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D.C.-centric developer turns focus to Virginia

Arlington, VA.- DEC.1, 2010: Developer Jair Lynch stands in front of new acquisition, The Abingdon House apartments in Arlington, VA, his company's first property outside the District of Columbia for his firm, on Dec.1 , 2010 ( Photo by Jeffrey MacMillan )
Arlington, VA.- DEC.1, 2010: Developer Jair Lynch stands in front of new acquisition, The Abingdon House apartments in Arlington, VA, his company's first property outside the District of Columbia for his firm, on Dec.1 , 2010 ( Photo by Jeffrey MacMillan ) (Jeffrey Macmillan - Jeffrey Macmillan For Washington)

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By Jonathan O'Connell
Monday, December 6, 2010

Jair Lynch has developed just about every type of building that makes up D.C. neighborhoods, including condos, apartments, retail, schools, libraries, recreation centers and health clinics.

Now he is ready to head somewhere new: Arlington.

Lynch is a man of the District. He grew up in the Shepherd Park neighborhood in Northwest Washington and represented the city as a silver medal-winning gymnast in the 1996 Summer Olympics. As a developer, he keeps his offices on U Street, has provided millions of dollars of development services for the city and is a frequent bidder on its public-private projects.

Last week Lynch took a step to expand the scope of his 12-year-old development firm, spending more than $20 million to acquire the 82-unit, seven-story Abingdon House apartment complex in Aurora Hills, near Crystal City. The move is a chance for him to leverage his experience in what he calls "stage three or four" neighborhoods, those that aren't abjectly vacant of amenities (stage one) or flush with them (stage five).

He says the neighborhood is ripe because Arlington plans to transform nearby Crystal City into a more walkable, dense place. That puts it on a list of markets with progressive zoning and Metrorail service that Lynch says will end the District's corner on the market for enticing urban neighborhoods. "These inner-ring suburbs are going to need to reinvent themselves," he said.

Lynch formed Jair Lynch Development Partners in 1998. Over the years the firm has won millions of dollars in contracts to manage city construction projects.

"Jair demonstrated a really acute business sense," said Neil Albert, the District's city administrator. When Albert ran the city's parks department under Mayor Anthony A. Williams, Lynch was hired to manage a $50 million to $100 million development program for the agency. Albert said that Lynch grew his business in manageable strides, hired professionals and never overlooked details. "He was humble enough to be in every one of those briefings rather than just send staff," Albert said.

Soon major developers began bringing Lynch on as a partner. William C. Smith + Co. and Lynch teamed on Northwest One, a housing development planned for North Capitol Street.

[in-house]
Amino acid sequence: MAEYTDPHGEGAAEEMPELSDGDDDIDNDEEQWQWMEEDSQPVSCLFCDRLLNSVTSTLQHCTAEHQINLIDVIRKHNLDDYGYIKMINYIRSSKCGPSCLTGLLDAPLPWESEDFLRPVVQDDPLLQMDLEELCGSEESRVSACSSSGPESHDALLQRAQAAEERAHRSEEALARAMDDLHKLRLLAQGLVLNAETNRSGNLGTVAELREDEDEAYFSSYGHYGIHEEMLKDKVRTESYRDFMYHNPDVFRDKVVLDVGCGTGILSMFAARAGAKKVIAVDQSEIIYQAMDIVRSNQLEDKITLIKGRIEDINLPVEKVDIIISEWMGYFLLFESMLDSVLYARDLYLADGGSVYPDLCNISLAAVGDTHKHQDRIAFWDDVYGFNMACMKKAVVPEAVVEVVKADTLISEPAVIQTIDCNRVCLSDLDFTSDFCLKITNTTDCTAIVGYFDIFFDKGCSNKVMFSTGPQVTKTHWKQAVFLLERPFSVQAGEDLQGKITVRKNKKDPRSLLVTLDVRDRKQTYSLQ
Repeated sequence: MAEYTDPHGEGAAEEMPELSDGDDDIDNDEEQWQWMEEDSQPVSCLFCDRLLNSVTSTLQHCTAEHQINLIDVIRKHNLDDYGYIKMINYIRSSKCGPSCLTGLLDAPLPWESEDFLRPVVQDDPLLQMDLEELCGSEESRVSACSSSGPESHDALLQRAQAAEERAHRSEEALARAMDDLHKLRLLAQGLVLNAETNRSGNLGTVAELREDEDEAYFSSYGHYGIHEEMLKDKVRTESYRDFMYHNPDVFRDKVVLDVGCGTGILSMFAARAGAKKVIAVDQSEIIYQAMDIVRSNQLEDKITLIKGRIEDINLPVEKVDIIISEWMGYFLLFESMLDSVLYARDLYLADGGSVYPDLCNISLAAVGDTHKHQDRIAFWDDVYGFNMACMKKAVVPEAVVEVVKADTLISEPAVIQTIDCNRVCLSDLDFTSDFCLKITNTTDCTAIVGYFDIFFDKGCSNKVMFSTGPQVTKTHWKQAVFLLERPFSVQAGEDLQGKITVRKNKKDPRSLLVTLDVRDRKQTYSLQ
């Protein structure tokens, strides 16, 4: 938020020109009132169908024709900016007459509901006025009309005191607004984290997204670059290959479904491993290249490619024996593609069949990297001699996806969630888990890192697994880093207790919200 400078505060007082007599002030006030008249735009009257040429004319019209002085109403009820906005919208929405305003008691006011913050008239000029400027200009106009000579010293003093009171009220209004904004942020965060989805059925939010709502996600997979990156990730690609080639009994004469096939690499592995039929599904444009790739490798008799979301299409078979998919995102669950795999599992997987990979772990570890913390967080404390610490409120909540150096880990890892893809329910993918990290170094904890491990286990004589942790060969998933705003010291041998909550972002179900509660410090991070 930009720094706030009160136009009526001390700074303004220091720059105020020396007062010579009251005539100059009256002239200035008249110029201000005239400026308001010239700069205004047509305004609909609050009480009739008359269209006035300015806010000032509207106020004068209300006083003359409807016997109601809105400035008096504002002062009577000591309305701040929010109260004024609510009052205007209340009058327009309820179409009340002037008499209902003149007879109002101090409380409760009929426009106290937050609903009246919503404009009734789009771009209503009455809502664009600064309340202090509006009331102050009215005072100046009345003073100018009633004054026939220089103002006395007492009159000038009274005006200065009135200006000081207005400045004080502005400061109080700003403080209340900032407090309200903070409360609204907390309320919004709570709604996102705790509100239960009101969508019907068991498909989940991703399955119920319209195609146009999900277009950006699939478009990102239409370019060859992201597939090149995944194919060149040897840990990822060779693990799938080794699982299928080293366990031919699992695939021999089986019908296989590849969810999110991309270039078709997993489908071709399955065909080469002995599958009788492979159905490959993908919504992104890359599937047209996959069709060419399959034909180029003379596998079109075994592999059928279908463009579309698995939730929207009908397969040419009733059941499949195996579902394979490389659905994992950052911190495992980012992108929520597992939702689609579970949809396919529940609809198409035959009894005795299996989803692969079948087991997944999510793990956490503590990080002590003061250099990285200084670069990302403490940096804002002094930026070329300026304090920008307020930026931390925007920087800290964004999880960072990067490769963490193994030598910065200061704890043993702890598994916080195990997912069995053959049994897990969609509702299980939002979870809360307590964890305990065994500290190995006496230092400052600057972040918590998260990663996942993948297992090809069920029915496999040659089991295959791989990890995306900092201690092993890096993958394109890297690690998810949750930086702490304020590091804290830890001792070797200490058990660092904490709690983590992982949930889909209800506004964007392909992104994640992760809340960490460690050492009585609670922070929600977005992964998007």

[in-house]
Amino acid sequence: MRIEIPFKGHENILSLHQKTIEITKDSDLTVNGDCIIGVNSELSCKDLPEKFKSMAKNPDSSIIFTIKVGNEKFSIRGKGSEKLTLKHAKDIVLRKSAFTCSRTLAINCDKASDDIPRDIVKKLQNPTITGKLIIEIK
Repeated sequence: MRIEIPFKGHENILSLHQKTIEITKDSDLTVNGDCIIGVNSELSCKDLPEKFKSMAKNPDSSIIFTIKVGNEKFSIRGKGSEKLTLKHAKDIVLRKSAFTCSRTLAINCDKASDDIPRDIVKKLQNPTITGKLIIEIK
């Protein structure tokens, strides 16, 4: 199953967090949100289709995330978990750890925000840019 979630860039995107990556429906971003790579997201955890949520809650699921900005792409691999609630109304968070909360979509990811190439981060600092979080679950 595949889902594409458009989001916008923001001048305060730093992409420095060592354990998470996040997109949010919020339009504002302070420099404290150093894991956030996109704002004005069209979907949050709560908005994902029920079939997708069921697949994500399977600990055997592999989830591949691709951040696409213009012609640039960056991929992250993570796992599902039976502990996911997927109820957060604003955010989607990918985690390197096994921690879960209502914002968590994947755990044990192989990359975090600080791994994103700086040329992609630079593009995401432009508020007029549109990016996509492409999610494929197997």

"I think what strikes me the most about Jair is that he comes to every meeting prepared to do business and be productive," said Smith chief executive Chris Smith. "There is not interest on his part to sit around and talk about the deal that almost happened. That's not in his vocabulary. He is all about 'how do we execute.'"

Lynch further distinguished himself two years ago when real estate magnate Victor MacFarlane put together a $120 million fund to back Jair Lynch Development Partners, allowing it to buy development sites and operating assets like the Abingdon complex. Though MacFarlane sold his interest in the D.C. United soccer team, Lynch says the fund is fully active.

It might appear strange to see Lynch and MacFarlane, two African American developers deeply committed to urban revitalization, focused on the Crystal City area. But Lynch says he's still on the same mission -- the transformation of urban markets -- and that doesn't have to mean the District. In fact, he says that if his hometown doesn't continue to improve and grow its neighborhoods, it will get left behind. "Just like the suburbs kicked our butt on retail in the 1980s, that's exactly what's going to happen with these transit-oriented, urban neighborhoods that are coming up now," he warned. "That we're going to get our butts kicked again."

Lynch has been criticized by competitors and others for relying too heavily on political connections to build his business.

"This is not traditionally an entrepreneurial town, and so the few people who break out of being a micro business or a small business we always question why and how," Lynch said. "And I think we have a very solid story and a very deliberate strategy in terms of how we grow the business, and we just don't have a lot of places in D.C. where we celebrate that."


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